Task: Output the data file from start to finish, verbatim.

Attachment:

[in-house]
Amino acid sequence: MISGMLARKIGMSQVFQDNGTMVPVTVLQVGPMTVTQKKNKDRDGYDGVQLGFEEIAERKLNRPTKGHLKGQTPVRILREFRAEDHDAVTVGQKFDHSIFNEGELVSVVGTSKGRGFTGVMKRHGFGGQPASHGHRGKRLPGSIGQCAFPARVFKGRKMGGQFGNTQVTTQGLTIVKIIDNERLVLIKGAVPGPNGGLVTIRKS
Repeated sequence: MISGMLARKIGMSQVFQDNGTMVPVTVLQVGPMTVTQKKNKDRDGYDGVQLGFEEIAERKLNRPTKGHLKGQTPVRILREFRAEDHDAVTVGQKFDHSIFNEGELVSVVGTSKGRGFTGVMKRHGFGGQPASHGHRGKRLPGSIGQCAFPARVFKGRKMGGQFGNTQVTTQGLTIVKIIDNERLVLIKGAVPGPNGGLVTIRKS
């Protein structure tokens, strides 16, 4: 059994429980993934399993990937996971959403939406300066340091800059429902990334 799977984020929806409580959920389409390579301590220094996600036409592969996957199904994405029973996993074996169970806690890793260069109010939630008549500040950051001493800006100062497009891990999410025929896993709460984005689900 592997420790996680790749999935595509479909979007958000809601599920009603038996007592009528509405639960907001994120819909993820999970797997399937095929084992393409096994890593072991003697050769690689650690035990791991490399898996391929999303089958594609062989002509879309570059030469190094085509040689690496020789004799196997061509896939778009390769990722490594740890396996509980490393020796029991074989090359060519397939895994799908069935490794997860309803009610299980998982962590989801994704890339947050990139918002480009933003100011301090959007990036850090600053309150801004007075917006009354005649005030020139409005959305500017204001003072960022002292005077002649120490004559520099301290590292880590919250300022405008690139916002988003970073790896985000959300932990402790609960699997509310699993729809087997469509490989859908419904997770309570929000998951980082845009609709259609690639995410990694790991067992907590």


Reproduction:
[in-house]
Amino acid sequence: MISGMLARKIGMSQVFQDNGTMVPVTVLQVGPMTVTQKKNKDRDGYDGVQLGFEEIAERKLNRPTKGHLKGQTPVRILREFRAEDHDAVTVGQKFDHSIFNEGELVSVVGTSKGRGFTGVMKRHGFGGQPASHGHRGKRLPGSIGQCAFPARVFKGRKMGGQFGNTQVTTQGLTIVKIIDNERLVLIKGAVPGPNGGLVTIRKS
Repeated sequence: MISGMLARKIGMSQVFQDNGTMVPVTVLQVGPMTVTQKKNKDRDGYDGVQLGFEEIAERKLNRPTKGHLKGQTPVRILREFRAEDHDAVTVGQKFDHSIFNEGELVSVVGTSKGRGFTGVMKRHGFGGQPASHGHRGKRLPGSIGQCAFPARVFKGRKMGGQFGNTQVTTQGLTIVKIIDNERLVLIKGAVPGPNGGLVTIRKS
């Protein structure tokens, strides 16, 4: 059994429980993934399993990937996971959403939406300066340091800059429902990334 799977984020929806409580959920389409390579301590220094996600036409592969996957199904994405029973996993074996169970806690890793260069109010939630008549500040950051001493800006100062497009891990999410025929896993709460984005689900 592997420790996680790749999935595509479909979007958000809601599920009603038996007592009528509405639960907001994120819909993820999970797997399937095929084992393409096994890593072991003697050769690689650690035990791991490399898996391929999303089958594609062989002509879309570059030469190094085509040689690496020789004799196997061509896939778009390769990722490594740890396996509980490393020796029991074989090359060519397939895994799908069935490794997860309803009610299980998982962590989801994704890339947050990139918002480009933003100011301090959007990036850090600053309150801004007075917006009354005649005030020139409005959305500017204001003072960022002292005077002649120490004559520099301290590292880590919250300022405008690139916002988003970073790896985000959300932990402790609960699997509310699993729809087997469509490989859908419904997770309570929000998951980082845009609709259609690639995410990694790991067992907590």